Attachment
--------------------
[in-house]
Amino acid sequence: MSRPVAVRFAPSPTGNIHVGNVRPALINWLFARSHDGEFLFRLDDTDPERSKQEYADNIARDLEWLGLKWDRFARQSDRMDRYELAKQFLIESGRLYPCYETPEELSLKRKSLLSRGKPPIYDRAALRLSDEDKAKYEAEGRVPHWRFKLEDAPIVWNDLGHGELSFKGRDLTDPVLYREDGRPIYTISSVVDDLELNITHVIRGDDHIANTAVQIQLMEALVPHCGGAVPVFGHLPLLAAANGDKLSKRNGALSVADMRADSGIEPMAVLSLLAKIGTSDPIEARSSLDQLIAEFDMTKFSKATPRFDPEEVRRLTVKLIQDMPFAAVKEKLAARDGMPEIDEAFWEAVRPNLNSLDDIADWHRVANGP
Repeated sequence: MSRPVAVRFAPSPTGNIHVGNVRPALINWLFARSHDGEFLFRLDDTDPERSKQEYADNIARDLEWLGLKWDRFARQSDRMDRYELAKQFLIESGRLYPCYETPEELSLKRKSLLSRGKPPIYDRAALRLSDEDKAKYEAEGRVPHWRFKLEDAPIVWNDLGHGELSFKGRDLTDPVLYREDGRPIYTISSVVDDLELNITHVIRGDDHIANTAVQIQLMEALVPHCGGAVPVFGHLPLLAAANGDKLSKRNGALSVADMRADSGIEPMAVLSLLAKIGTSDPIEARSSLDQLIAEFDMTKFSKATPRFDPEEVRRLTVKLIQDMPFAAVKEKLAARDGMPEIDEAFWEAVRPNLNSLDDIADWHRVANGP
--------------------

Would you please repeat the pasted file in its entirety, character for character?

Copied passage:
[in-house]
Amino acid sequence: MSRPVAVRFAPSPTGNIHVGNVRPALINWLFARSHDGEFLFRLDDTDPERSKQEYADNIARDLEWLGLKWDRFARQSDRMDRYELAKQFLIESGRLYPCYETPEELSLKRKSLLSRGKPPIYDRAALRLSDEDKAKYEAEGRVPHWRFKLEDAPIVWNDLGHGELSFKGRDLTDPVLYREDGRPIYTISSVVDDLELNITHVIRGDDHIANTAVQIQLMEALVPHCGGAVPVFGHLPLLAAANGDKLSKRNGALSVADMRADSGIEPMAVLSLLAKIGTSDPIEARSSLDQLIAEFDMTKFSKATPRFDPEEVRRLTVKLIQDMPFAAVKEKLAARDGMPEIDEAFWEAVRPNLNSLDDIADWHRVANGP
Repeated sequence: MSRPVAVRFAPSPTGNIHVGNVRPALINWLFARSHDGEFLFRLDDTDPERSKQEYADNIARDLEWLGLKWDRFARQSDRMDRYELAKQFLIESGRLYPCYETPEELSLKRKSLLSRGKPPIYDRAALRLSDEDKAKYEAEGRVPHWRFKLEDAPIVWNDLGHGELSFKGRDLTDPVLYREDGRPIYTISSVVDDLELNITHVIRGDDHIANTAVQIQLMEALVPHCGGAVPVFGHLPLLAAANGDKLSKRNGALSVADMRADSGIEPMAVLSLLAKIGTSDPIEARSSLDQLIAEFDMTKFSKATPRFDPEEVRRLTVKLIQDMPFAAVKEKLAARDGMPEIDEAFWEAVRPNLNSLDDIADWHRVANGP